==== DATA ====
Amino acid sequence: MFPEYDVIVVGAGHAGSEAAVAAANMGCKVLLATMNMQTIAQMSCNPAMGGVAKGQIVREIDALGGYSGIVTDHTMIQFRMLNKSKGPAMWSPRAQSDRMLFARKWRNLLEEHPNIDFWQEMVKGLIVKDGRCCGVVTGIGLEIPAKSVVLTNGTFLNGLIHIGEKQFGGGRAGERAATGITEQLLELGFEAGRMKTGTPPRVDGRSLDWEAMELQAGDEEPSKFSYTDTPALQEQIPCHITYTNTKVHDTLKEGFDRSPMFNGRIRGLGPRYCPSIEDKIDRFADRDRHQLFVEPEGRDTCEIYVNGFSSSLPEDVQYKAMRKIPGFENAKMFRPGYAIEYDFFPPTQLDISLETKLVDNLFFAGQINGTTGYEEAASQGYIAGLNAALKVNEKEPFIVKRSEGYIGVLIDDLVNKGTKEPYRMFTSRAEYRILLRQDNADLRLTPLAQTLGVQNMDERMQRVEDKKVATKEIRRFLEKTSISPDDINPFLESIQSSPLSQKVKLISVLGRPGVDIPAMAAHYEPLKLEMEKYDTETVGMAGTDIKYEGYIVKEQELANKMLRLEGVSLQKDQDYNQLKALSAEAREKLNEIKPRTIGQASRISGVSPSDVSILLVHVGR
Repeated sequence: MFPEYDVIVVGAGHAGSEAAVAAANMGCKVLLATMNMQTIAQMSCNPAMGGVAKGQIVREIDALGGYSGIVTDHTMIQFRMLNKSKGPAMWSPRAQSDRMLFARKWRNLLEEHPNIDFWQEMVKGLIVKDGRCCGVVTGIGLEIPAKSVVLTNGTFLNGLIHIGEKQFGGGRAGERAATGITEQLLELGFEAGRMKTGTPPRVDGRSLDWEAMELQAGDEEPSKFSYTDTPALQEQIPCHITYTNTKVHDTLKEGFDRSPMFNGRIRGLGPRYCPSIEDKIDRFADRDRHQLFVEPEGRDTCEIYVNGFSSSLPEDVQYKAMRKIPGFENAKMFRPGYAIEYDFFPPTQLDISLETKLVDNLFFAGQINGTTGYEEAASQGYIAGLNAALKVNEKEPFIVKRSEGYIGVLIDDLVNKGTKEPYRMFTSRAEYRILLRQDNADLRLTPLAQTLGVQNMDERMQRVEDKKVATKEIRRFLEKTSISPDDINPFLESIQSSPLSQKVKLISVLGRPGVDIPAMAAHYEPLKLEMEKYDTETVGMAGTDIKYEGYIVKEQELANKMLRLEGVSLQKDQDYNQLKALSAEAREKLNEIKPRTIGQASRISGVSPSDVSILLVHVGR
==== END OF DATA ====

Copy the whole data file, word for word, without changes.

Amino acid sequence: MFPEYDVIVVGAGHAGSEAAVAAANMGCKVLLATMNMQTIAQMSCNPAMGGVAKGQIVREIDALGGYSGIVTDHTMIQFRMLNKSKGPAMWSPRAQSDRMLFARKWRNLLEEHPNIDFWQEMVKGLIVKDGRCCGVVTGIGLEIPAKSVVLTNGTFLNGLIHIGEKQFGGGRAGERAATGITEQLLELGFEAGRMKTGTPPRVDGRSLDWEAMELQAGDEEPSKFSYTDTPALQEQIPCHITYTNTKVHDTLKEGFDRSPMFNGRIRGLGPRYCPSIEDKIDRFADRDRHQLFVEPEGRDTCEIYVNGFSSSLPEDVQYKAMRKIPGFENAKMFRPGYAIEYDFFPPTQLDISLETKLVDNLFFAGQINGTTGYEEAASQGYIAGLNAALKVNEKEPFIVKRSEGYIGVLIDDLVNKGTKEPYRMFTSRAEYRILLRQDNADLRLTPLAQTLGVQNMDERMQRVEDKKVATKEIRRFLEKTSISPDDINPFLESIQSSPLSQKVKLISVLGRPGVDIPAMAAHYEPLKLEMEKYDTETVGMAGTDIKYEGYIVKEQELANKMLRLEGVSLQKDQDYNQLKALSAEAREKLNEIKPRTIGQASRISGVSPSDVSILLVHVGR
Repeated sequence: MFPEYDVIVVGAGHAGSEAAVAAANMGCKVLLATMNMQTIAQMSCNPAMGGVAKGQIVREIDALGGYSGIVTDHTMIQFRMLNKSKGPAMWSPRAQSDRMLFARKWRNLLEEHPNIDFWQEMVKGLIVKDGRCCGVVTGIGLEIPAKSVVLTNGTFLNGLIHIGEKQFGGGRAGERAATGITEQLLELGFEAGRMKTGTPPRVDGRSLDWEAMELQAGDEEPSKFSYTDTPALQEQIPCHITYTNTKVHDTLKEGFDRSPMFNGRIRGLGPRYCPSIEDKIDRFADRDRHQLFVEPEGRDTCEIYVNGFSSSLPEDVQYKAMRKIPGFENAKMFRPGYAIEYDFFPPTQLDISLETKLVDNLFFAGQINGTTGYEEAASQGYIAGLNAALKVNEKEPFIVKRSEGYIGVLIDDLVNKGTKEPYRMFTSRAEYRILLRQDNADLRLTPLAQTLGVQNMDERMQRVEDKKVATKEIRRFLEKTSISPDDINPFLESIQSSPLSQKVKLISVLGRPGVDIPAMAAHYEPLKLEMEKYDTETVGMAGTDIKYEGYIVKEQELANKMLRLEGVSLQKDQDYNQLKALSAEAREKLNEIKPRTIGQASRISGVSPSDVSILLVHVGR